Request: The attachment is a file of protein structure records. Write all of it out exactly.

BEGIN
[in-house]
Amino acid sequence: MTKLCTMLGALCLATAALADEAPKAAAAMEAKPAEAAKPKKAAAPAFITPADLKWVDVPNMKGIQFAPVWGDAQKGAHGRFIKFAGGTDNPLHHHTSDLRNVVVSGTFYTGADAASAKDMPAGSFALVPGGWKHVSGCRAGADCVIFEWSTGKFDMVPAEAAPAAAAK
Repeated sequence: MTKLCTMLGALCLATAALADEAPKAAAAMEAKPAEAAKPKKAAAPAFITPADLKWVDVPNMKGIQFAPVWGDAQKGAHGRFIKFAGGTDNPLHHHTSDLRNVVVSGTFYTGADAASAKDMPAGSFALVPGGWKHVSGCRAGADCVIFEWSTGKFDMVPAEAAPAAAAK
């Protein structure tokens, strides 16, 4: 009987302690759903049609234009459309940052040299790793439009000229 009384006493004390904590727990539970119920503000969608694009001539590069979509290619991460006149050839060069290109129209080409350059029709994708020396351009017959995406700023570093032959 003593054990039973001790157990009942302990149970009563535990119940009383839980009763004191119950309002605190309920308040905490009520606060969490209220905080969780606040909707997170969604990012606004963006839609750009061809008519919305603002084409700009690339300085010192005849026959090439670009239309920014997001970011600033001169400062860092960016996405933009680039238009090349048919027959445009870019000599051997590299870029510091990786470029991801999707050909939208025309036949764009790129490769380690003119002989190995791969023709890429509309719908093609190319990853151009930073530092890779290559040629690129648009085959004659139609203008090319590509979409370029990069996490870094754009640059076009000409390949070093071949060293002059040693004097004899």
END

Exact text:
[in-house]
Amino acid sequence: MTKLCTMLGALCLATAALADEAPKAAAAMEAKPAEAAKPKKAAAPAFITPADLKWVDVPNMKGIQFAPVWGDAQKGAHGRFIKFAGGTDNPLHHHTSDLRNVVVSGTFYTGADAASAKDMPAGSFALVPGGWKHVSGCRAGADCVIFEWSTGKFDMVPAEAAPAAAAK
Repeated sequence: MTKLCTMLGALCLATAALADEAPKAAAAMEAKPAEAAKPKKAAAPAFITPADLKWVDVPNMKGIQFAPVWGDAQKGAHGRFIKFAGGTDNPLHHHTSDLRNVVVSGTFYTGADAASAKDMPAGSFALVPGGWKHVSGCRAGADCVIFEWSTGKFDMVPAEAAPAAAAK
């Protein structure tokens, strides 16, 4: 009987302690759903049609234009459309940052040299790793439009000229 009384006493004390904590727990539970119920503000969608694009001539590069979509290619991460006149050839060069290109129209080409350059029709994708020396351009017959995406700023570093032959 003593054990039973001790157990009942302990149970009563535990119940009383839980009763004191119950309002605190309920308040905490009520606060969490209220905080969780606040909707997170969604990012606004963006839609750009061809008519919305603002084409700009690339300085010192005849026959090439670009239309920014997001970011600033001169400062860092960016996405933009680039238009090349048919027959445009870019000599051997590299870029510091990786470029991801999707050909939208025309036949764009790129490769380690003119002989190995791969023709890429509309719908093609190319990853151009930073530092890779290559040629690129648009085959004659139609203008090319590509979409370029990069996490870094754009640059076009000409390949070093071949060293002059040693004097004899």